One observation tourists usually make very soon upon arriving in Mexico is the level of police presence.
We’re talking pretty heavily armed too. Heavy protective gear, automatic weapons (or semis–we don’t know the difference).
On each of the three trips to Laredo we’ve made in our time here, we’ve gone through checkpoints staffed both by police and by the Mexican military.
And we’re used to seeing police here in Chapala. Just like in the states, the boys in blue (and women too!).
There are three levels of police that we’ve observed: local, state and federal. Pretty much, they drive around in vehicles like this:
This is a state police vehicle (Jalisco being the state). Typically, two officers will be in the cab and three or four officers will ride in the back truck bed.
We’ve been pulled over twice now in the almost year and a half that we’ve been living in Mexico. Both times locally. Both times, well, odd. Here’s our experiences.
Earlier this year we went to see Santana up in Guadalajara. The show started at nine p.m. and by the time we were headed home after the show it was around midnight.
We were driving down the main route (Rt. 23) toward Chapala, passing through the sprawl that populates the route.
I saw one of the local Chapala police trucks up ahead, just cruising along. It was going fairly slow, so I signaled by way into the passing lane and went by. Given the traffic we ended up passing each other a couple of times until finally we were ahead of the police vehicle when on come the lights.
Oh no. Not good. So I pull over off the road and wait. I didn’t even know what the police would ask me for. So I waited. Bonita and our neighbor (in the back seat) sat quietly. None of us were sure what the stop was for.
An officer appeared at my window. I opened it and the officer immediately said “buenas noches” (good evening) and I returned the salutation. He continued with “como estas” (how are you?) to which I replied “muy bien” (very well) and again I returned the salutation.
He didn’t ask for any papers. He took a good look inside the car, paying particular attention to the back seat.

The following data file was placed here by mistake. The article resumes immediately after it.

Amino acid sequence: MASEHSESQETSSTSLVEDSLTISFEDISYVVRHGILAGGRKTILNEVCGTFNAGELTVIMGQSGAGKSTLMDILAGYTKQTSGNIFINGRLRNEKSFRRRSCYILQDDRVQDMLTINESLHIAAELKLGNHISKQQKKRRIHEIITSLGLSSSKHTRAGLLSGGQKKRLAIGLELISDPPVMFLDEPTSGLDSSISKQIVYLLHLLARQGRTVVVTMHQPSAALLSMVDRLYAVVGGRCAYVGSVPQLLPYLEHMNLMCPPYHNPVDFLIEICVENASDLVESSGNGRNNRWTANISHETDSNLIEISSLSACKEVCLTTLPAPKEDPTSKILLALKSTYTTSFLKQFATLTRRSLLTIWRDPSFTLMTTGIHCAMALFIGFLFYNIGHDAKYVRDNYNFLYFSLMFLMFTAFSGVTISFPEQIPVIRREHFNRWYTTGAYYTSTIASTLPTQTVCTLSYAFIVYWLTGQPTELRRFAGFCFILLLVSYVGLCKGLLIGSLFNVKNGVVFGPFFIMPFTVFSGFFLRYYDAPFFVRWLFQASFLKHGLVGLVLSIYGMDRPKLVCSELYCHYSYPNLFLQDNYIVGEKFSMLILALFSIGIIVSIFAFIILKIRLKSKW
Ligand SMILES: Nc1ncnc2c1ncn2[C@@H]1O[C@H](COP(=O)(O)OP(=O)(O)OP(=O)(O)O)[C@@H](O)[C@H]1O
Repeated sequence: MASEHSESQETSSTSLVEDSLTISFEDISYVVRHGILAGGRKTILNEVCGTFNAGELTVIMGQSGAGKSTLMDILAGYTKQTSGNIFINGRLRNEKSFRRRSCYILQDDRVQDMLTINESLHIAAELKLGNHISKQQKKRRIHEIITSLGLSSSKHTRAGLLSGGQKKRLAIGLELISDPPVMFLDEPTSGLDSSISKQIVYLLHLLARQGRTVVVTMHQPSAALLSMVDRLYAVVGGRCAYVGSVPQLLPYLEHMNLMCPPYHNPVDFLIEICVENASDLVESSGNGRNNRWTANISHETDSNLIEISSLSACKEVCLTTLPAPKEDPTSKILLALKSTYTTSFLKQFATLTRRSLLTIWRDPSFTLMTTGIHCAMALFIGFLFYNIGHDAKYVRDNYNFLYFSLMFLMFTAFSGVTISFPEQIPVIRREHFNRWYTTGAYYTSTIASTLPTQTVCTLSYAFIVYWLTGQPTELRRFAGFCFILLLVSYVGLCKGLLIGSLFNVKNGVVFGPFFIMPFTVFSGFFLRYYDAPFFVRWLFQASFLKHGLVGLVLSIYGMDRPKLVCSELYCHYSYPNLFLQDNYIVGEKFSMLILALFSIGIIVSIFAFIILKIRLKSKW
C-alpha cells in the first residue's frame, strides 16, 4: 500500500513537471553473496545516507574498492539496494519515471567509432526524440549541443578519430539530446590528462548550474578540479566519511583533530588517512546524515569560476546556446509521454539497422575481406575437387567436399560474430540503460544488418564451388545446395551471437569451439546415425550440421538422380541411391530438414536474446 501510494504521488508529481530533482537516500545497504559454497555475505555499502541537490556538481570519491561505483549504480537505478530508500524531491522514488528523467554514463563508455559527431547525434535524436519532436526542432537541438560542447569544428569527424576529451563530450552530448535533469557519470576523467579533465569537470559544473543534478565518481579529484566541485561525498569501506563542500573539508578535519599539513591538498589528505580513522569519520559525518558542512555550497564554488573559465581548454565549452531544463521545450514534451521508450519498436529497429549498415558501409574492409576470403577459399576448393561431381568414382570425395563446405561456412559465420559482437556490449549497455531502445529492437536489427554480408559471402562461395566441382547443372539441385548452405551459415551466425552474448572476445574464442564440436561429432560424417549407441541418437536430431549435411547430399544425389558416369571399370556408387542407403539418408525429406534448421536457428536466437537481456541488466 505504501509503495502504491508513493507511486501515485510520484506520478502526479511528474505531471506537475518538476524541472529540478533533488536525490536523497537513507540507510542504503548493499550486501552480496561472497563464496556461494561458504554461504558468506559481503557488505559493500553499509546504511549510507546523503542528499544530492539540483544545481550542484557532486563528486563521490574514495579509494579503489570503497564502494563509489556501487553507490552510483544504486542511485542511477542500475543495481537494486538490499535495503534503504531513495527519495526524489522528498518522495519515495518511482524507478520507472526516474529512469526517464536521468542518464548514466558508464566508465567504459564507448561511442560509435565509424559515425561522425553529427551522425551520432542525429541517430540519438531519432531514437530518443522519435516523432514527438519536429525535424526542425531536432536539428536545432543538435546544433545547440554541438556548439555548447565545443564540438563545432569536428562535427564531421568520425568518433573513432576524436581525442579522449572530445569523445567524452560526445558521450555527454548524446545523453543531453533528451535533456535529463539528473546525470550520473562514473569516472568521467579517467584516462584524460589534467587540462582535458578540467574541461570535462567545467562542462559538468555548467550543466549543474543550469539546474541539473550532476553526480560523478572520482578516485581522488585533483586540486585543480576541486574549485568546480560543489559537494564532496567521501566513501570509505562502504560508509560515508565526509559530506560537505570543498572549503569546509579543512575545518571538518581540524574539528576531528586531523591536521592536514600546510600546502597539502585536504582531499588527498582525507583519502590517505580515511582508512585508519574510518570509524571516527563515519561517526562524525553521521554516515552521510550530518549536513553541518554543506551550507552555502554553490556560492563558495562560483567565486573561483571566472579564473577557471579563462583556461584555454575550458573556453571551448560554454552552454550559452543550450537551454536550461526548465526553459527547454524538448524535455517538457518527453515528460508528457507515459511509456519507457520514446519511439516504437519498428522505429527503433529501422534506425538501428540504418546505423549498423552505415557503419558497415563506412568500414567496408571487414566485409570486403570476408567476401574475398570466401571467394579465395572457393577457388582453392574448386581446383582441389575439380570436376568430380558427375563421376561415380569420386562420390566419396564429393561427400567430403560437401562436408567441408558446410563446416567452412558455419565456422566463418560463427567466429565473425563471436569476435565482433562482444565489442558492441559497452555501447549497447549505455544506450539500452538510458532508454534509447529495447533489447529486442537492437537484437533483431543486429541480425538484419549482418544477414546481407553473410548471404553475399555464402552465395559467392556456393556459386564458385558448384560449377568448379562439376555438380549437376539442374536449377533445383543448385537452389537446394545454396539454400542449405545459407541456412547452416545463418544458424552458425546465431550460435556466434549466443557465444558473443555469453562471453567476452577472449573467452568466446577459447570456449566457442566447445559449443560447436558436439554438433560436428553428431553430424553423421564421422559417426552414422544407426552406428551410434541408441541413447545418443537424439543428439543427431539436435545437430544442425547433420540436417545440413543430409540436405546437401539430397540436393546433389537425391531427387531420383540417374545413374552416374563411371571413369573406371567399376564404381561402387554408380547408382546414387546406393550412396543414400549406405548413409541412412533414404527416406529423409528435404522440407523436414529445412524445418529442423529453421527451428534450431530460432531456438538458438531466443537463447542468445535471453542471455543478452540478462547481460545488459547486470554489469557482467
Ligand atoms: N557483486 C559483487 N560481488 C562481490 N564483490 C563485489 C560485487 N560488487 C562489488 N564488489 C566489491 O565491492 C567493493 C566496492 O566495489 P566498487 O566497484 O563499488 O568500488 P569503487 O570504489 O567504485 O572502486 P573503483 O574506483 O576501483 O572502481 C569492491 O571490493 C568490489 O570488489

His partner then appeared who seemed to speak some English and we chatted at bit.
They said “adios” (goodbye) and sent us on our way.
No papers; no warning; no violation.
The second encounter happened in Guadalajara. Bonnie and I were returning from the opera. We were driving down one of the main drags in Guad headed toward Rt. 23, when a cop on a motorcycle appeared beside us and motioned for me to pull over.
Oh no, not again, I thought.
We were on a very busy street with no shoulder. Fortunately, it did have a frontage road and I was finally able to pull over. The cop got in front of us and led the way to a safe stopping point.
He appeared at my window.
He asked for papers, without specifying which papers.
So Bonnie pawed through the glove box looking for the paperwork we’d received in Laredo. The permit for the car and the insurance.
We couldn’t find it. We both started freaking out just a little. Visions from bad movies of Mexican prisons danced in our heads.
But then, the cop was back at the window. He’d run our plates through his system and we came back clean (all of which was communicated by sign language a la charades) and he sent us on our way.
(Turns out the paperwork we were looking for was under the passenger seat of the car.)
So, those are our two police encounters. Just goes to show that such encounters don’t have to end in a horror story.
We’re feeling protected here in Chapala.